If you have consistent stomach issues and have never known why, you may want to ask your doctor about Crohn's Disease.
Crohn's Disease is an inflammatory bowel disease that can affect any part of the intestine.
"And it is what we call chronic meaning that there is no cure," said Doctor Cyrus Tamboli, a UAMS Gastroenterologist. "It is a long term disorder which can cause a variety of symptoms and problems in different people."
For Jacob Smith, it was a diagnosis of arthritis at the age of 14. A year later, he was told he had Crohn's Disease.
"It makes your bones real brittle, I guess your bone marrow. And so I remember I was in high school and we were in PE. And I just tripped or something and fell on my arm and just broke my wrist just like that," said Smith.
The bowel issues and health concerns became so serious Smith weighed about 80 pounds at one point.
But a team of doctors at UAMS now seem to have the symptoms under control.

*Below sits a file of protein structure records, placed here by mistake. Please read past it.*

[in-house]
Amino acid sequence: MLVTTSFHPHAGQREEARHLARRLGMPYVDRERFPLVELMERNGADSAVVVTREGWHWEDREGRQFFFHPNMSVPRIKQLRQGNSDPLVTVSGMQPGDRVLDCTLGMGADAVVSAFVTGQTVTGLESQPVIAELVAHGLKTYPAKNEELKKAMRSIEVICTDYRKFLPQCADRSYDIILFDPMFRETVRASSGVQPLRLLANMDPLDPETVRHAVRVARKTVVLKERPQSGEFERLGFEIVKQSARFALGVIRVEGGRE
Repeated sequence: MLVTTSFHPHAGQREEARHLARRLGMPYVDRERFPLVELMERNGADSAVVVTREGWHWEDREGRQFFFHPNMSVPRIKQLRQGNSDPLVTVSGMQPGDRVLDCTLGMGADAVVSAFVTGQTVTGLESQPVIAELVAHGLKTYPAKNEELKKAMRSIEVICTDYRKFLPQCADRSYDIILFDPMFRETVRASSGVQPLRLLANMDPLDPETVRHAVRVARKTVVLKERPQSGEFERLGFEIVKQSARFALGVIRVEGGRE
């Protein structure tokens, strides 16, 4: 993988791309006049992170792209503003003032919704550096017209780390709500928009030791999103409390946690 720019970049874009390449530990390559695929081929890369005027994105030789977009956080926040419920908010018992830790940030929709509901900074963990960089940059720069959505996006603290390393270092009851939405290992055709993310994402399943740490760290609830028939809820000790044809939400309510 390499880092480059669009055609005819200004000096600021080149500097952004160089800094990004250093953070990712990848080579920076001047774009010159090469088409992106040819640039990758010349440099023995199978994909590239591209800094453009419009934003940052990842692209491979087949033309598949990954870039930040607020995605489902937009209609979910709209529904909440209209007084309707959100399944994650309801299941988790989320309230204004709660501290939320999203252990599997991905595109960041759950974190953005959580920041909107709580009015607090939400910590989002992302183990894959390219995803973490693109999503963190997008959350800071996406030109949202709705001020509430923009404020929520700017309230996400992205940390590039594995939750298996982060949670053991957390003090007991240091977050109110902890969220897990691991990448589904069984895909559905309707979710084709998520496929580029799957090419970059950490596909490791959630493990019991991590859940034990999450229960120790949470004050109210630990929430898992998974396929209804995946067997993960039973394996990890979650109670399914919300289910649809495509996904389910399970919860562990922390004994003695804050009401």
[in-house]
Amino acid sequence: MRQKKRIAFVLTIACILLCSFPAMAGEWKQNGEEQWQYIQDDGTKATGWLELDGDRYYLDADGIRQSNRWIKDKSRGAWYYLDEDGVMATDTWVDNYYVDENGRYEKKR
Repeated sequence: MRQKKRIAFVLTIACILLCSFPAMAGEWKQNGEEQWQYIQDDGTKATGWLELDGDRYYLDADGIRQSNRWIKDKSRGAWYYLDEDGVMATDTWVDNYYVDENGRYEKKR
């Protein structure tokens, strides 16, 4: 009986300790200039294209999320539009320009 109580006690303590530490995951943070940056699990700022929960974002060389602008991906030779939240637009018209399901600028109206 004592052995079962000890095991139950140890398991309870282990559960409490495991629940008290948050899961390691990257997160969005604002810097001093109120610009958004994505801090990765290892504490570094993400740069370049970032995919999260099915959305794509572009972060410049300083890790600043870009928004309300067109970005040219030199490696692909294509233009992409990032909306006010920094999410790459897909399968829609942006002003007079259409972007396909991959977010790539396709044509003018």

"He said I looked 100 percent better than when he first saw me. And he wants to, you know, keep in contact with me, you know, every few months.," said Smith.
"It is unusual for a person to stay in remission forever. But with good treatment that is effective for a person remission can be maintained for many, many years," said Dr. Tamboli.
Smith wants other Crohn's patients to know that there is a light at the end of the tunnel.
"On an emotional side, you know, people say I have Crohns, I can't do anything, you know, just get down in the dumps. But you know, you can control it. It don't have to control you," said Smith.
UAMS is having a seminar of Crohns disease next Tuesday night.Crohn's & Colitis Foundation - Arkansas ChapterTreatment Approaches in Inflammatory Bowel Disease: Options to ConsiderTuesday, September 25th5:30 check-in; 6:00 programUAMS College of Public HealthPauly Auditorium, Room G219To register email: firstname.lastname@example.org or call 501-590-8948